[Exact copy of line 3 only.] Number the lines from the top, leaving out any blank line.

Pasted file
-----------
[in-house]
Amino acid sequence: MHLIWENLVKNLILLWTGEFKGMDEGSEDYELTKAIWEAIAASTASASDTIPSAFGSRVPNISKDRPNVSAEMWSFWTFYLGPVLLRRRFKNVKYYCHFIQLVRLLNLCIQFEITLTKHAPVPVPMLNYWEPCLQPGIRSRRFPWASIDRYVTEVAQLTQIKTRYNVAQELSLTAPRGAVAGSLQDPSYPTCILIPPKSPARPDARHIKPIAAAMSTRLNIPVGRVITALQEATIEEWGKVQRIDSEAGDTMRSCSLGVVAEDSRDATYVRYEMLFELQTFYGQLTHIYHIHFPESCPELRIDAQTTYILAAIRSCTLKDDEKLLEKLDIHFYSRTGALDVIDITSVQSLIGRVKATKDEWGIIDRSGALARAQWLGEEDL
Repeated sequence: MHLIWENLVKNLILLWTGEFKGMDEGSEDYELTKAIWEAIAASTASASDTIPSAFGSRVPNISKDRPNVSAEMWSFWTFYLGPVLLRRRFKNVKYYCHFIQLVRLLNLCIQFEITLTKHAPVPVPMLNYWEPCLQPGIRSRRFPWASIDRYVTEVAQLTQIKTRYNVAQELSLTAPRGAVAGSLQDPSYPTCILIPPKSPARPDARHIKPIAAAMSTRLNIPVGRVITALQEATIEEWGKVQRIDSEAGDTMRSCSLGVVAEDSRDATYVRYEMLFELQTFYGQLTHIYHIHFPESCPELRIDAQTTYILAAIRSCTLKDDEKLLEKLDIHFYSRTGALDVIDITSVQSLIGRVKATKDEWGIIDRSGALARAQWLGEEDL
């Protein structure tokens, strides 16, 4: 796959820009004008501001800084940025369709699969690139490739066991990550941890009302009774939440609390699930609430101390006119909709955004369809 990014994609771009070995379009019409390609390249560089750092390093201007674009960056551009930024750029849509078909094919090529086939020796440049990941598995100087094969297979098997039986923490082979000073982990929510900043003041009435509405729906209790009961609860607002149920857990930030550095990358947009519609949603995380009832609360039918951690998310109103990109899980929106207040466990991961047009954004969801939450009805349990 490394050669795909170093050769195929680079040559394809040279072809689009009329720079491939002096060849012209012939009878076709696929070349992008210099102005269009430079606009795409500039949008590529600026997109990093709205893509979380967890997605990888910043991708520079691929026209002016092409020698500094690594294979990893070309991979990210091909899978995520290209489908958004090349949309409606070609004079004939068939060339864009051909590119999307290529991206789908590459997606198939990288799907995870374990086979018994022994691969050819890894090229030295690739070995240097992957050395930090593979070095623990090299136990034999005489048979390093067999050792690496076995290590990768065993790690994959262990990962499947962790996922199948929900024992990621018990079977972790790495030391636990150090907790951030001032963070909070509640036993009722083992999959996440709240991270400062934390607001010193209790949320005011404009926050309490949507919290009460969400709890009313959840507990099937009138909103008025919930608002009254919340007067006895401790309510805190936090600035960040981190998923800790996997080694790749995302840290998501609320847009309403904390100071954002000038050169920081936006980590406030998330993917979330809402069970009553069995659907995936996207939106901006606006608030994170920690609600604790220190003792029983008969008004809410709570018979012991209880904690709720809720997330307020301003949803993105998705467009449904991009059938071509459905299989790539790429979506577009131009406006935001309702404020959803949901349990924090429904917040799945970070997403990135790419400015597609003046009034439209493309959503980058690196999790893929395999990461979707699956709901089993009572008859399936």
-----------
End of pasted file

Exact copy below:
Repeated sequence: MHLIWENLVKNLILLWTGEFKGMDEGSEDYELTKAIWEAIAASTASASDTIPSAFGSRVPNISKDRPNVSAEMWSFWTFYLGPVLLRRRFKNVKYYCHFIQLVRLLNLCIQFEITLTKHAPVPVPMLNYWEPCLQPGIRSRRFPWASIDRYVTEVAQLTQIKTRYNVAQELSLTAPRGAVAGSLQDPSYPTCILIPPKSPARPDARHIKPIAAAMSTRLNIPVGRVITALQEATIEEWGKVQRIDSEAGDTMRSCSLGVVAEDSRDATYVRYEMLFELQTFYGQLTHIYHIHFPESCPELRIDAQTTYILAAIRSCTLKDDEKLLEKLDIHFYSRTGALDVIDITSVQSLIGRVKATKDEWGIIDRSGALARAQWLGEEDL